from The American Heritage® Dictionary of the English Language, 4th Edition

  • transitive v. To cause to be conveyed by an intermediary to a destination: send goods by plane.
  • transitive v. To dispatch, as by a communications medium: send a message by radio.
  • transitive v. To direct to go on a mission: sent troops into the Middle East.
  • transitive v. To require or enable to go: sent her children to college.
  • transitive v. To direct (a person) to a source of information; refer: sent the student to the reference section of the library.
  • transitive v. To give off (heat, for example); emit or issue: a stove that sends forth great warmth.
  • transitive v. To utter or otherwise emit (sound): sent forth a cry of pain.
  • transitive v. To hit so as to direct or propel with force; drive: The batter sent the ball to left field. The slap on my back sent me staggering.
  • transitive v. To cause to take place or occur: We will meet whatever vicissitudes fate may send.
  • transitive v. To put or drive into a given state or condition: horrifying news that sent them into a panic.
  • transitive v. Slang To transport with delight; carry away: That music really sends me.
  • intransitive v. To dispatch someone to do an errand or convey a message: Let's send out for hamburgers.
  • intransitive v. To dispatch a request or order, especially by mail: send away for a new catalogue.
  • intransitive v. To transmit a message or messages: The radio operator was still sending when the ship went down.
  • send down Chiefly British To suspend or dismiss from a university.
  • send for To request to come by means of a message or messenger; summon.
  • send in To cause to arrive or to be delivered to the recipient: Let's send in a letter of protest.
  • send in Sports To put (a player) into or back into a game or contest: The coach is sending in the kicker.
  • send in To cause (someone) to arrive in or become involved in a particular place or situation: The commander sent in the sappers. It's time to send in the lawyers.
  • send off Sports To eject (a player), as from a soccer game, especially for a flagrant violation of the rules.
  • send up Informal To send to jail: was sent up for 20 years.
  • send up Informal To make a parody of: "grandiloquently eccentric but witty verbiage . . . that would send up the nastiness of suburban London” ( New York).
  • idiom send flying Informal To cause to be knocked or scattered about with force: a blow to the table that sent the dishes flying.
  • idiom send packing To dismiss (someone) abruptly.
  • v. Nautical Variant of scend.

from Wiktionary, Creative Commons Attribution/Share-Alike License

  • v. To make something (such as an object or message) go from one place to another.
  • v. To excite, delight, or thrill (someone).
  • n. An operation in which data is transmitted.
  • n. Alternative form of scend.

from the GNU version of the Collaborative International Dictionary of English

  • n. The impulse of a wave by which a vessel is carried bodily.
  • intransitive v. To dispatch an agent or messenger to convey a message, or to do an errand.
  • intransitive v. To pitch.
  • transitive v. To cause to go in any manner; to dispatch; to commission or direct to go.
  • transitive v. To give motion to; to cause to be borne or carried; to procure the going, transmission, or delivery of.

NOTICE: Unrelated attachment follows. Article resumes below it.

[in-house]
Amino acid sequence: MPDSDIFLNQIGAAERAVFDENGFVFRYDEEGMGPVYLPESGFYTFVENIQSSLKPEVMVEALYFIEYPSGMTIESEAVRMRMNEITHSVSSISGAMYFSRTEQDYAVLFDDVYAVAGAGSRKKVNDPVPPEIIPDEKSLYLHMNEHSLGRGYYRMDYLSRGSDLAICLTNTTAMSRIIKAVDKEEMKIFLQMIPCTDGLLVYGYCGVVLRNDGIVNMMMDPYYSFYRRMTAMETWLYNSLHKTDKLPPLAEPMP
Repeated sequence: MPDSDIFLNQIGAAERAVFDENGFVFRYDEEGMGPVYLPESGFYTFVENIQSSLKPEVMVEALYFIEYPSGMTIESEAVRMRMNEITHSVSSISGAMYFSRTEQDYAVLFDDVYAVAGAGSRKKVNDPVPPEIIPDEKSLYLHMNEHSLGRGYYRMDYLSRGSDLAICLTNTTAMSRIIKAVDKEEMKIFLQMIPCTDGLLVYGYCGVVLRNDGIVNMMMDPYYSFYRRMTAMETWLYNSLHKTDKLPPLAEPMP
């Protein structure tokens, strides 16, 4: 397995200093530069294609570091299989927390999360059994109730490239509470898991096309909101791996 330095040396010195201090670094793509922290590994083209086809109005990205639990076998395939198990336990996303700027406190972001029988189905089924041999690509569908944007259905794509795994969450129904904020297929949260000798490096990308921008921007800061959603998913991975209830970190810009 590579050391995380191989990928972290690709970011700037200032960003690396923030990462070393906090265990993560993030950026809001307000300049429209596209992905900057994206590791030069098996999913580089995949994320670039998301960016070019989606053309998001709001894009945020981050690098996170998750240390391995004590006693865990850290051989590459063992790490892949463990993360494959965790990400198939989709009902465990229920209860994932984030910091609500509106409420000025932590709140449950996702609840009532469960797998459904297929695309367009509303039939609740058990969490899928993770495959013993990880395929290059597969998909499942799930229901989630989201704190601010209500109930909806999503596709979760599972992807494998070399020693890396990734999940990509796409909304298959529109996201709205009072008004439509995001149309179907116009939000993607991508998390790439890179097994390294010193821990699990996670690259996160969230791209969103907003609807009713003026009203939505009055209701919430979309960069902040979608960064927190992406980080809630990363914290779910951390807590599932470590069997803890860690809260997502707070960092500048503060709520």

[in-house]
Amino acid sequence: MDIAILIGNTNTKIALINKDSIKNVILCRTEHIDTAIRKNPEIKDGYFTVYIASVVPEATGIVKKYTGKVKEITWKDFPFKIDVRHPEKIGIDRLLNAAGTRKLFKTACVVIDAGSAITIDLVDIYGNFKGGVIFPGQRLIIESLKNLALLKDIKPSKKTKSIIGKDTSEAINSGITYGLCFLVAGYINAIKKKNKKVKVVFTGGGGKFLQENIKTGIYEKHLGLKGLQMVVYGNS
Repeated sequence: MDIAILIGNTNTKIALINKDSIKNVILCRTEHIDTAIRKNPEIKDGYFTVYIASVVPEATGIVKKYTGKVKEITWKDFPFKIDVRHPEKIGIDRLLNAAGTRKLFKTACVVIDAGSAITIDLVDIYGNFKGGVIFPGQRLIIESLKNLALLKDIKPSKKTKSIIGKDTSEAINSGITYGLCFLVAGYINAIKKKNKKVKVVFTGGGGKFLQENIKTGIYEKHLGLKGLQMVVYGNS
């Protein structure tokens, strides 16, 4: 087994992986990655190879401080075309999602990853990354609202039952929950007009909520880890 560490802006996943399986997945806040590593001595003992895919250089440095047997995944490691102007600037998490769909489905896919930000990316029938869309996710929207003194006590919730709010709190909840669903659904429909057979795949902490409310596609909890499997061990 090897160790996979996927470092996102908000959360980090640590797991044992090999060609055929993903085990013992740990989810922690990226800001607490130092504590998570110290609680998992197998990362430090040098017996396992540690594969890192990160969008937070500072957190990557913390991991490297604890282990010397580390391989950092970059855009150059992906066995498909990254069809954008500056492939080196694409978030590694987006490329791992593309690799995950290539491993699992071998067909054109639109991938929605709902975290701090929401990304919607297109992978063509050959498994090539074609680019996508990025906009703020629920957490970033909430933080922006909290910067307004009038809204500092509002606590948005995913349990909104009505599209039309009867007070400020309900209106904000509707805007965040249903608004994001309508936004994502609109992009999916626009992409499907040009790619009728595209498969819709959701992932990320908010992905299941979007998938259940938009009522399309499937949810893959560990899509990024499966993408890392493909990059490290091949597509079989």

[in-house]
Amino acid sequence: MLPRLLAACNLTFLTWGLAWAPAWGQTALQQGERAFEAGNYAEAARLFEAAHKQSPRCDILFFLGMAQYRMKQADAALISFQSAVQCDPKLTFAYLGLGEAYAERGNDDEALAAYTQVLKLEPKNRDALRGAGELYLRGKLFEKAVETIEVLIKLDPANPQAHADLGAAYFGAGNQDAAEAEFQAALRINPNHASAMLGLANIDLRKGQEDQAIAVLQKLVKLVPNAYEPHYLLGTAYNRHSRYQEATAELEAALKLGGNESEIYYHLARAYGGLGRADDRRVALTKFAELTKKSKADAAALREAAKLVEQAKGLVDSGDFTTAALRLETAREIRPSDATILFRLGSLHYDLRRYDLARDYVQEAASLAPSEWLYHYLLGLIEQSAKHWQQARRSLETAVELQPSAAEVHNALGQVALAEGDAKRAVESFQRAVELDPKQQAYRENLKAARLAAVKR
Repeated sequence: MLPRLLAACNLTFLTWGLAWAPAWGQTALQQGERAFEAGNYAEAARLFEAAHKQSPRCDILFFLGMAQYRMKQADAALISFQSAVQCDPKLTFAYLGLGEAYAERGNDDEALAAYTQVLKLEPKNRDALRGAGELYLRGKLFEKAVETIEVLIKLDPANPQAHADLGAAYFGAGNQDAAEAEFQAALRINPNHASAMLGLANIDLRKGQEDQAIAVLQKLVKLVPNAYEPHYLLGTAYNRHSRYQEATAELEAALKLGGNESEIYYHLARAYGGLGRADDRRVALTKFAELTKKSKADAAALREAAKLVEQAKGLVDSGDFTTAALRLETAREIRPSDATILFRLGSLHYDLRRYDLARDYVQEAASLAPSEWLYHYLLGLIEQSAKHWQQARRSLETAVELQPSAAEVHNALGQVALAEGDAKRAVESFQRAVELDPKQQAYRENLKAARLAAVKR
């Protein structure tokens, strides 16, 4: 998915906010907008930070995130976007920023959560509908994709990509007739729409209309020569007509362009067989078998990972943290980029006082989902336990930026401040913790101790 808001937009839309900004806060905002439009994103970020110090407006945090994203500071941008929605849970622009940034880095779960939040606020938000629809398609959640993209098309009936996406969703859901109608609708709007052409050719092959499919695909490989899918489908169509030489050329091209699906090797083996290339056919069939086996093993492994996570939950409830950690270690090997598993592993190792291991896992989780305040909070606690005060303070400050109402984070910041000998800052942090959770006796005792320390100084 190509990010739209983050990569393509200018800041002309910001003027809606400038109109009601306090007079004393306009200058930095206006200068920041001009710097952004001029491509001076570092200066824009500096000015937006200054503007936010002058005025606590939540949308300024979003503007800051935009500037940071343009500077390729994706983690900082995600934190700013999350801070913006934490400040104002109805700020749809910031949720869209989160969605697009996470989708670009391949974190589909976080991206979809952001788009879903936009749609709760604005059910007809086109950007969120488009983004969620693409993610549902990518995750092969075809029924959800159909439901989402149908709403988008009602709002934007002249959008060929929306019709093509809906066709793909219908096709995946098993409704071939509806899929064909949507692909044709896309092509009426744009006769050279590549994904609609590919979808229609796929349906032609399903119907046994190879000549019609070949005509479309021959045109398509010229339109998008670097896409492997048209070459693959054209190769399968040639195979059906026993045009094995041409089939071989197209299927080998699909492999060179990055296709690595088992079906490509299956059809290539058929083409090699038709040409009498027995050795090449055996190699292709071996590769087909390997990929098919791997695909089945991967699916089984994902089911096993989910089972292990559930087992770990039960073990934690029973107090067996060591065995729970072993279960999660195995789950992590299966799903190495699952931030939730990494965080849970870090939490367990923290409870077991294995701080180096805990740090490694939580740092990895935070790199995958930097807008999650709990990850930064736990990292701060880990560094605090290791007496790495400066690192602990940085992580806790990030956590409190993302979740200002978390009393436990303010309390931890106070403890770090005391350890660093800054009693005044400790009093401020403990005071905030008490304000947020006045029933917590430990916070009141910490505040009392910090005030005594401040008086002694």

• transitive v. To emit; to impel; to cast; to throw; to hurl.
  • transitive v. To cause to be or to happen; to bestow; to inflict; to grant; -- sometimes followed by a dependent proposition.

from The Century Dictionary and Cyclopedia

  • To cause to go or pass from one place to another; despatch: as, to send a messenger.
  • To procure the going, carrying, transmission, etc., of; cause to be conveyed or transmitted; forward: as, to send one's compliments or a present; to send tidings.
  • To impel; propel; throw; cast; hurl: as, a gun that sends a ball 2,000 yards.
  • To direct to go and act; appoint; authorize.
  • To cause to come; dispense; deal out; bestow; inflict.
  • To cause to be; grant.
  • To turn; drive.
  • To cause to go forward doing an act indicated by a verb in the present participle: as, to send one packing.
  • To emit: as, flowers send forth fragrance.
  • To convict of crime and imprison.
  • To despatch a missive, message, or messenger; despatch an agent for some purpose.
  • Nautical, to pitch or plunge precipitately into the trough of the sea.
  • n. That which is or has been sent; a missive or message.
  • n. A messenger; specifically, in some parts of Scotland, one of the messengers sent for the bride at a wedding.
  • n. That which is given, bestowed, or awarded; a gift; a present.
  • n. The impulse of a wave or waves by which a ship is carried bodily.
  • n. Same as scend.

from WordNet 3.0 Copyright 2006 by Princeton University. All rights reserved.

  • v. cause to go somewhere
  • v. broadcast over the airwaves, as in radio or television
  • v. assign to a station
  • v. cause to be directed or transmitted to another place
  • v. transfer
  • v. cause to be admitted; of persons to an institution
  • v. transport commercially
  • v. to cause or order to be taken, directed, or transmitted to another place


from The American Heritage® Dictionary of the English Language, 4th Edition

Middle English senden, from Old English sendan.

from Wiktionary, Creative Commons Attribution/Share-Alike License

From Middle English senden ("to send"), from Old English sendan ("to send, cause to go"), from Proto-Germanic *sandijanan (“to cause to go”), from *sinþanan (“to go, journey”), from Proto-Indo-European *sent- (“to walk, travel”). Cognate with Dutch zenden ("to send"), Norwegian and Danish sende ("to send"), German senden ("to send"), Old English sand, sond ("a sending, mission, message"), Albanian endem ("I roam around, wander").



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